Rowand gave Kane quite a luxurious though small two rooms near his own bedroom. Decorated as it once must have looked, the outer room features Kane's sketches pinned on the wall, while the tiny bedroom is fitted up with a twin bed and Hudson's Bay Company blanket.

Kane's sleeping quarters,
Fort Edmonton
Class consciousness can be seen in the bed coverings throughout the Fort.

The Chief Factor, officers of the Company, and wealthier workers used furs atop those Hudson Bay Company blankets, while the poorer workers simply rolled in blankets and slept on the floor, space available.

Volunteer in full Metis dress,
Fort Edmonton
A kind volunteer dressed as a Métis donned his full regalia, explaining that the Assumption sash, which he wore, was also used to calculate how many bales of furs each man carried to ensure fair pay was received. This reminded me of Incan quippus, knotted in somewhat the same style as a kind of record. Notice the lovely beaver-skin top hat worn -- and the coat over a vest, formal dress for the wilderness.

Later today, we're visiting the Royal Albert Museum -- if our feet hold up.

Thursday, August 13, 2015

A stop at Rocky Mountain House

Tromped around just half of Rocky Mountain House Provincial Park yesterday, with its tiny but very helpful museum and archaeological digs, right along the North Saskatchwan River. Serious flooding in 2012 took away the banks on the west side of the river, now fortified with rip rap.

View of the North Saskatchewan

Rocky Mountain House was never quite as successful as a trading post, especially as the fur trade wound down in the 1840s, but it was very useful for provisions at a time when starvation was all too risky. Here European goods were traded for pemmican, supplying groups traveling east to York Factory or west to Fort Vancouver.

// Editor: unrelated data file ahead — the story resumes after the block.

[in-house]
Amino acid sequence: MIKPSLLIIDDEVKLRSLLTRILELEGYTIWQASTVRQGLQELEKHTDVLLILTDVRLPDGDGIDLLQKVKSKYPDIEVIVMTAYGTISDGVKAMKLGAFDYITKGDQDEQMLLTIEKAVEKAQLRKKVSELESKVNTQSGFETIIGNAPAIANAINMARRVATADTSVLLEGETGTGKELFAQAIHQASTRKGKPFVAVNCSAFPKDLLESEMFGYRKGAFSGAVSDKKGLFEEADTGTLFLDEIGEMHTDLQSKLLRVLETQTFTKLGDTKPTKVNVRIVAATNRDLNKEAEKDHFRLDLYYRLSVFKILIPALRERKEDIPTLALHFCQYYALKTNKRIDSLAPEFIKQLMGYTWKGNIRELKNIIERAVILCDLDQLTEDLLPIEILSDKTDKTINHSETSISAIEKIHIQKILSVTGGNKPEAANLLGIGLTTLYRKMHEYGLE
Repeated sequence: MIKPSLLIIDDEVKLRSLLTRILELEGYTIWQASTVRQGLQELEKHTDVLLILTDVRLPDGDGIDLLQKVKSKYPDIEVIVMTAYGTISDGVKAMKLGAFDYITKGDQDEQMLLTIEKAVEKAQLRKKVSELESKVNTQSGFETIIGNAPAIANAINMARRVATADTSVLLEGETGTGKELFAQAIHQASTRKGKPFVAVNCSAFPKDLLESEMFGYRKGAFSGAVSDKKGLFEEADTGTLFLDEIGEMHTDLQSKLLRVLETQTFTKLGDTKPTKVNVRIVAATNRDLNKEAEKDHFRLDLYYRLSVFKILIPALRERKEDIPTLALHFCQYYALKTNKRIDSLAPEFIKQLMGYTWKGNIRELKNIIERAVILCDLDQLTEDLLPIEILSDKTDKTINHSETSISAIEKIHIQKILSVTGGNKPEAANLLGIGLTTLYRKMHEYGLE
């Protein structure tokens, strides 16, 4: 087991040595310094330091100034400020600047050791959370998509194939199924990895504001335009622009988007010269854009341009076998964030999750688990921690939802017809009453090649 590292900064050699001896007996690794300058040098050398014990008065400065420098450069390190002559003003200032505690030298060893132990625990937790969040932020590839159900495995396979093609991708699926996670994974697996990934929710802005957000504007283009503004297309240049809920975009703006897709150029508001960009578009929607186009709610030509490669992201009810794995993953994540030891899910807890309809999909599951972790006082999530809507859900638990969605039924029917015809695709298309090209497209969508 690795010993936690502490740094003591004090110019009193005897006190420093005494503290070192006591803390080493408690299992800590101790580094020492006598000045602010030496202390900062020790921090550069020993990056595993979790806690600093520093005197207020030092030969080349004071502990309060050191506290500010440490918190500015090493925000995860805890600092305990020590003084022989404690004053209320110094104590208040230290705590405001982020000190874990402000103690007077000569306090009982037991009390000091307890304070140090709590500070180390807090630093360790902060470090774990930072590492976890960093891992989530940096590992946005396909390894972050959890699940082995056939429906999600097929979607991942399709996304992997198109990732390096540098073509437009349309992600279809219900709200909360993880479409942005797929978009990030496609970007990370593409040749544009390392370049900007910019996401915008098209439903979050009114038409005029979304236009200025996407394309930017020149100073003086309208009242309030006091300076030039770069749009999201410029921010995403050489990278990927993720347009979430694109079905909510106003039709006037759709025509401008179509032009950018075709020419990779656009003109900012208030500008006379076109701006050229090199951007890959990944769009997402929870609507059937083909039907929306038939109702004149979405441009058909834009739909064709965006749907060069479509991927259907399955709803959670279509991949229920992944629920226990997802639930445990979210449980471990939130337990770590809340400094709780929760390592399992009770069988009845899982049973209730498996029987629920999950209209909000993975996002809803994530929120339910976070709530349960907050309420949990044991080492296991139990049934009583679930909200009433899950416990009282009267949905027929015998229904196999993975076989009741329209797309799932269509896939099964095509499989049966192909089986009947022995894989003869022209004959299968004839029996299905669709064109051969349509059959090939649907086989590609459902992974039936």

Paul Kane stopped here in April, 1848, for a month's stay before returning east with the York Factory brigade. About a decade before Kane's arrival, a major smallpox epidemic decimated the local Blackfeet people.

Front of capote, showing sash
and snowshoe
Here too, Allen bought me a reproduction Assumption sash, commercially made (not traditionally finger woven), but I am thrilled to have this tangible momento. The sash is considered a key part of the Métis costume and can cost hundreds of dollars if made in the traditional way. 

The sashes, practical slashes of bright red or blue, were worn to hold heavy coats closed. Sometimes the men tucked a knife or firebag into its folds.

The capotes (coats) were typically made of Hudson's Bay Company blankets -- Note the snug hood in the back. 

Back of capote, showing hood
The sashes also served to support the voyageurs' backs as they carried heavy loads (often 150 pounds or more) or pulled York boats along shallow streams or portages when rapids were too rough.

I had thought from staring at the map and thinking about the name of Rocky Mountain House that the geography would be rugged, with views of the peaks ahead, to the west. Instead, we are in rolling plains. Here bison once roamed. In August, it's hot here, the air humid, and as we walked along the North Saskatchewan, we heard the familiar call of the chickadee.

Tomorrow we leave for Fort Edmonton, a relatively short drive of 130 miles, only two-and-a-half hours by car. Such luxury.

Sunday, August 09, 2015

Farewell to Calgary

Yesterday we spent at the Glenbow Museum, several hours of studying exhibits on First Nations peoples (does not include Metis), until we sank down on a nice black leather couch in the lobby and said, "Let's go back to the hotel."